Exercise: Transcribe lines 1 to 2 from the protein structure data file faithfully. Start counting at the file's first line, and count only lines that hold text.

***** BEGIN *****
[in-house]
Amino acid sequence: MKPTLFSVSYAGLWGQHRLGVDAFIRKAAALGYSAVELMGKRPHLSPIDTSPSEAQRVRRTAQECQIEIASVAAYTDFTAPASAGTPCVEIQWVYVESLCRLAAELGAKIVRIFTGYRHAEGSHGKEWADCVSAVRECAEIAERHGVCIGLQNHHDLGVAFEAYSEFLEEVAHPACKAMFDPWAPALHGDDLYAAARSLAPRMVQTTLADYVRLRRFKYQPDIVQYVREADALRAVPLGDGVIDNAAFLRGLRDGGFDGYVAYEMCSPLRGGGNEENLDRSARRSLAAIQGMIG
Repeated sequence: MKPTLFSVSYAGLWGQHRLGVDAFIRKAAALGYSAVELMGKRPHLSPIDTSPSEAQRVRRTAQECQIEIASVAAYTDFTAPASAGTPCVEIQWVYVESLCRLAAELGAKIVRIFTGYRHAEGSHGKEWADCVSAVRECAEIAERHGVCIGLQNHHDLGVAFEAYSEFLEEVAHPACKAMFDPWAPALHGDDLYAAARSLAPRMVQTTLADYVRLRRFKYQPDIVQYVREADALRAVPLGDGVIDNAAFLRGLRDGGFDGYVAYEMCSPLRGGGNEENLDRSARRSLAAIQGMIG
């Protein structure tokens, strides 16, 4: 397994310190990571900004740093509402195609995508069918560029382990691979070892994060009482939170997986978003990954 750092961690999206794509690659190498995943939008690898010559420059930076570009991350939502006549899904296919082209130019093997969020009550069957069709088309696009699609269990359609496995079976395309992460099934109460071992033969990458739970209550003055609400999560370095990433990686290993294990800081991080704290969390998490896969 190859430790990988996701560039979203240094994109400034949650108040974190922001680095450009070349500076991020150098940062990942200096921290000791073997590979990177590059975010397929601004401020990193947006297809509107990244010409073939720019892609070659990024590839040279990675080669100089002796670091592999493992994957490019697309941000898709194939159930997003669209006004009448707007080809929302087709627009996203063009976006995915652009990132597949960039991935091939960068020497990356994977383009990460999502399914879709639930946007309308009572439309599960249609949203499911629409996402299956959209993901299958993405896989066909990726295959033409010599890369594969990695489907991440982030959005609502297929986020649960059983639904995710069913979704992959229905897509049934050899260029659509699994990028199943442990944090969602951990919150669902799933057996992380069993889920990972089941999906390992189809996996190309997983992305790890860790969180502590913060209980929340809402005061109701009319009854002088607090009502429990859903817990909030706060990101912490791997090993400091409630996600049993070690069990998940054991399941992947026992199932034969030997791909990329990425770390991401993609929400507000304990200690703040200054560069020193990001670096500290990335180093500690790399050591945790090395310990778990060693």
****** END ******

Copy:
[in-house]
Amino acid sequence: MKPTLFSVSYAGLWGQHRLGVDAFIRKAAALGYSAVELMGKRPHLSPIDTSPSEAQRVRRTAQECQIEIASVAAYTDFTAPASAGTPCVEIQWVYVESLCRLAAELGAKIVRIFTGYRHAEGSHGKEWADCVSAVRECAEIAERHGVCIGLQNHHDLGVAFEAYSEFLEEVAHPACKAMFDPWAPALHGDDLYAAARSLAPRMVQTTLADYVRLRRFKYQPDIVQYVREADALRAVPLGDGVIDNAAFLRGLRDGGFDGYVAYEMCSPLRGGGNEENLDRSARRSLAAIQGMIG